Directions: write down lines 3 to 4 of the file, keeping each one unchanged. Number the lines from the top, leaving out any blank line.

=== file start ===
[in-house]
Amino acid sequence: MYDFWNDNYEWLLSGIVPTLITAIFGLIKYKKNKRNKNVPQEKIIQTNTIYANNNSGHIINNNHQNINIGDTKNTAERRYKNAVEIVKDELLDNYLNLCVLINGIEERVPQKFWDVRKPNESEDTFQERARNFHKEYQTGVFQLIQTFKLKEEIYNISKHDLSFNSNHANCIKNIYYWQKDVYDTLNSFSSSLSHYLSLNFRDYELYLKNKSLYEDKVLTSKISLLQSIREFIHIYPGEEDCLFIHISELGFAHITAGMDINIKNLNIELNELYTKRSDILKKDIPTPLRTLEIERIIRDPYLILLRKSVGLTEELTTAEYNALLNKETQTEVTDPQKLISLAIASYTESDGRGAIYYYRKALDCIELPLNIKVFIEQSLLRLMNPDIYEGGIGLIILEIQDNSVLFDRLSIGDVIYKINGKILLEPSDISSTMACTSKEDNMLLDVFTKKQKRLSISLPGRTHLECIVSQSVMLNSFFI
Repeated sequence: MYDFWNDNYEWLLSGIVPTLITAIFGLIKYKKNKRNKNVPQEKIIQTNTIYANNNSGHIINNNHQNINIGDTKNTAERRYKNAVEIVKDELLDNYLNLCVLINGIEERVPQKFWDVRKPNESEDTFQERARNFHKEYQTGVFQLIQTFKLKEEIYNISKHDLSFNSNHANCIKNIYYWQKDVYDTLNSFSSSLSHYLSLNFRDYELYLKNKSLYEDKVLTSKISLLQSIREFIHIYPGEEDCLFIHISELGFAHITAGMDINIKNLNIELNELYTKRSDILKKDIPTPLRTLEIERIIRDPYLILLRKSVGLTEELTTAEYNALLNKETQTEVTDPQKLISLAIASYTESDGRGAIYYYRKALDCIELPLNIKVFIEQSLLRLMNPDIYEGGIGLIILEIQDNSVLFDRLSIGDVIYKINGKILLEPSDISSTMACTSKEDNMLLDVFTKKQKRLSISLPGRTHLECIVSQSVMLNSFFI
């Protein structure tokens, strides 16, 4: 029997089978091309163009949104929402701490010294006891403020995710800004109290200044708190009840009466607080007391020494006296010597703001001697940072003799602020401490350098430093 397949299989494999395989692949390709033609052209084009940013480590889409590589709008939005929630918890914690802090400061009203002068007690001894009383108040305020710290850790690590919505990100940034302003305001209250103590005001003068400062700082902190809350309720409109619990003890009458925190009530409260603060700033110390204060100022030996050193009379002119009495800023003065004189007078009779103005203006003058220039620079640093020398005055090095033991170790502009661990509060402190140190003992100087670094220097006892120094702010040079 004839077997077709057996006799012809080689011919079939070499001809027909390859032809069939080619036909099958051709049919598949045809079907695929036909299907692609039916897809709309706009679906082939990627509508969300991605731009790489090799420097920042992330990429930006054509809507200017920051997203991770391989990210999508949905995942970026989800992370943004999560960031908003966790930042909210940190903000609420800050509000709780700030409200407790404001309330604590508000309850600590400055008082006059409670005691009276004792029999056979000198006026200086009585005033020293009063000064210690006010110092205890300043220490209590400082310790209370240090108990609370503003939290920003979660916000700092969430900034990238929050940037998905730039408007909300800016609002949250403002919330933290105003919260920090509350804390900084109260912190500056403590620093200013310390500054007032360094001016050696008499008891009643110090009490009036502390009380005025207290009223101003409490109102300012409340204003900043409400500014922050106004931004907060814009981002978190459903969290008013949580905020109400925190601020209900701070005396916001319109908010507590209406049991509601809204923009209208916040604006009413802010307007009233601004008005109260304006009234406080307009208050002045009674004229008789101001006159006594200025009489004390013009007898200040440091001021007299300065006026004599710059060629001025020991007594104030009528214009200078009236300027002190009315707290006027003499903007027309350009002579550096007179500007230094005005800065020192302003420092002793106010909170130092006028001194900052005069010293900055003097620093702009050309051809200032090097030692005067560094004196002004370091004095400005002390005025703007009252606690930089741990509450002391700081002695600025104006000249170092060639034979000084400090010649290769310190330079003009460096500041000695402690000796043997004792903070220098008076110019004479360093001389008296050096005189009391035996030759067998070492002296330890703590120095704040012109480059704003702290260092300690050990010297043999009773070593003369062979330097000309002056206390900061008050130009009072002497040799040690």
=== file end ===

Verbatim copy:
Repeated sequence: MYDFWNDNYEWLLSGIVPTLITAIFGLIKYKKNKRNKNVPQEKIIQTNTIYANNNSGHIINNNHQNINIGDTKNTAERRYKNAVEIVKDELLDNYLNLCVLINGIEERVPQKFWDVRKPNESEDTFQERARNFHKEYQTGVFQLIQTFKLKEEIYNISKHDLSFNSNHANCIKNIYYWQKDVYDTLNSFSSSLSHYLSLNFRDYELYLKNKSLYEDKVLTSKISLLQSIREFIHIYPGEEDCLFIHISELGFAHITAGMDINIKNLNIELNELYTKRSDILKKDIPTPLRTLEIERIIRDPYLILLRKSVGLTEELTTAEYNALLNKETQTEVTDPQKLISLAIASYTESDGRGAIYYYRKALDCIELPLNIKVFIEQSLLRLMNPDIYEGGIGLIILEIQDNSVLFDRLSIGDVIYKINGKILLEPSDISSTMACTSKEDNMLLDVFTKKQKRLSISLPGRTHLECIVSQSVMLNSFFI
């Protein structure tokens, strides 16, 4: 029997089978091309163009949104929402701490010294006891403020995710800004109290200044708190009840009466607080007391020494006296010597703001001697940072003799602020401490350098430093 397949299989494999395989692949390709033609052209084009940013480590889409590589709008939005929630918890914690802090400061009203002068007690001894009383108040305020710290850790690590919505990100940034302003305001209250103590005001003068400062700082902190809350309720409109619990003890009458925190009530409260603060700033110390204060100022030996050193009379002119009495800023003065004189007078009779103005203006003058220039620079640093020398005055090095033991170790502009661990509060402190140190003992100087670094220097006892120094702010040079 004839077997077709057996006799012809080689011919079939070499001809027909390859032809069939080619036909099958051709049919598949045809079907695929036909299907692609039916897809709309706009679906082939990627509508969300991605731009790489090799420097920042992330990429930006054509809507200017920051997203991770391989990210999508949905995942970026989800992370943004999560960031908003966790930042909210940190903000609420800050509000709780700030409200407790404001309330604590508000309850600590400055008082006059409670005691009276004792029999056979000198006026200086009585005033020293009063000064210690006010110092205890300043220490209590400082310790209370240090108990609370503003939290920003979660916000700092969430900034990238929050940037998905730039408007909300800016609002949250403002919330933290105003919260920090509350804390900084109260912190500056403590620093200013310390500054007032360094001016050696008499008891009643110090009490009036502390009380005025207290009223101003409490109102300012409340204003900043409400500014922050106004931004907060814009981002978190459903969290008013949580905020109400925190601020209900701070005396916001319109908010507590209406049991509601809204923009209208916040604006009413802010307007009233601004008005109260304006009234406080307009208050002045009674004229008789101001006159006594200025009489004390013009007898200040440091001021007299300065006026004599710059060629001025020991007594104030009528214009200078009236300027002190009315707290006027003499903007027309350009002579550096007179500007230094005005800065020192302003420092002793106010909170130092006028001194900052005069010293900055003097620093702009050309051809200032090097030692005067560094004196002004370091004095400005002390005025703007009252606690930089741990509450002391700081002695600025104006000249170092060639034979000084400090010649290769310190330079003009460096500041000695402690000796043997004792903070220098008076110019004479360093001389008296050096005189009391035996030759067998070492002296330890703590120095704040012109480059704003702290260092300690050990010297043999009773070593003369062979330097000309002056206390900061008050130009009072002497040799040690």